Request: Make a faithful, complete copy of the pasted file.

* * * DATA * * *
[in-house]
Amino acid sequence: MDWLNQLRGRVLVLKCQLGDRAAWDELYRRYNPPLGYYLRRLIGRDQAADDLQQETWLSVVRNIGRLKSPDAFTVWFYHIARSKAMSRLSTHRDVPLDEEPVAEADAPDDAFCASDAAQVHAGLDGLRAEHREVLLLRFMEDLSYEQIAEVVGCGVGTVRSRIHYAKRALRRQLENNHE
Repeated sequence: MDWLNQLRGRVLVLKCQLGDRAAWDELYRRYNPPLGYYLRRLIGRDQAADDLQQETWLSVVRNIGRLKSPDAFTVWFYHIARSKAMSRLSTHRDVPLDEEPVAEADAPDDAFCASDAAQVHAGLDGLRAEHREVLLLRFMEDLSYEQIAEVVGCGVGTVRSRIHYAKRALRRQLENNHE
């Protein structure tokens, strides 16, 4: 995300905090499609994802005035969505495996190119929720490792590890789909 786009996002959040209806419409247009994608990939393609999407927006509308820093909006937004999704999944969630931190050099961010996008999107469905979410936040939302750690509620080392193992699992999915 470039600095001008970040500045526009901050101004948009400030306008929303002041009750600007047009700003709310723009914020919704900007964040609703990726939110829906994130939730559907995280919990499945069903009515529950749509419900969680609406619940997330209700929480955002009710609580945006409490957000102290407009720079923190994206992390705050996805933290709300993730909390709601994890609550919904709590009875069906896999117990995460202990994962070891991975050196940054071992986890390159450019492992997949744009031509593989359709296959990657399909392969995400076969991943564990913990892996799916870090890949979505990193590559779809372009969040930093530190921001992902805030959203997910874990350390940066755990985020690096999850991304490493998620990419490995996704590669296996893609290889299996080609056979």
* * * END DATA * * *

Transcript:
[in-house]
Amino acid sequence: MDWLNQLRGRVLVLKCQLGDRAAWDELYRRYNPPLGYYLRRLIGRDQAADDLQQETWLSVVRNIGRLKSPDAFTVWFYHIARSKAMSRLSTHRDVPLDEEPVAEADAPDDAFCASDAAQVHAGLDGLRAEHREVLLLRFMEDLSYEQIAEVVGCGVGTVRSRIHYAKRALRRQLENNHE
Repeated sequence: MDWLNQLRGRVLVLKCQLGDRAAWDELYRRYNPPLGYYLRRLIGRDQAADDLQQETWLSVVRNIGRLKSPDAFTVWFYHIARSKAMSRLSTHRDVPLDEEPVAEADAPDDAFCASDAAQVHAGLDGLRAEHREVLLLRFMEDLSYEQIAEVVGCGVGTVRSRIHYAKRALRRQLENNHE
């Protein structure tokens, strides 16, 4: 995300905090499609994802005035969505495996190119929720490792590890789909 786009996002959040209806419409247009994608990939393609999407927006509308820093909006937004999704999944969630931190050099961010996008999107469905979410936040939302750690509620080392193992699992999915 470039600095001008970040500045526009901050101004948009400030306008929303002041009750600007047009700003709310723009914020919704900007964040609703990726939110829906994130939730559907995280919990499945069903009515529950749509419900969680609406619940997330209700929480955002009710609580945006409490957000102290407009720079923190994206992390705050996805933290709300993730909390709601994890609550919904709590009875069906896999117990995460202990994962070891991975050196940054071992986890390159450019492992997949744009031509593989359709296959990657399909392969995400076969991943564990913990892996799916870090890949979505990193590559779809372009969040930093530190921001992902805030959203997910874990350390940066755990985020690096999850991304490493998620990419490995996704590669296996893609290889299996080609056979």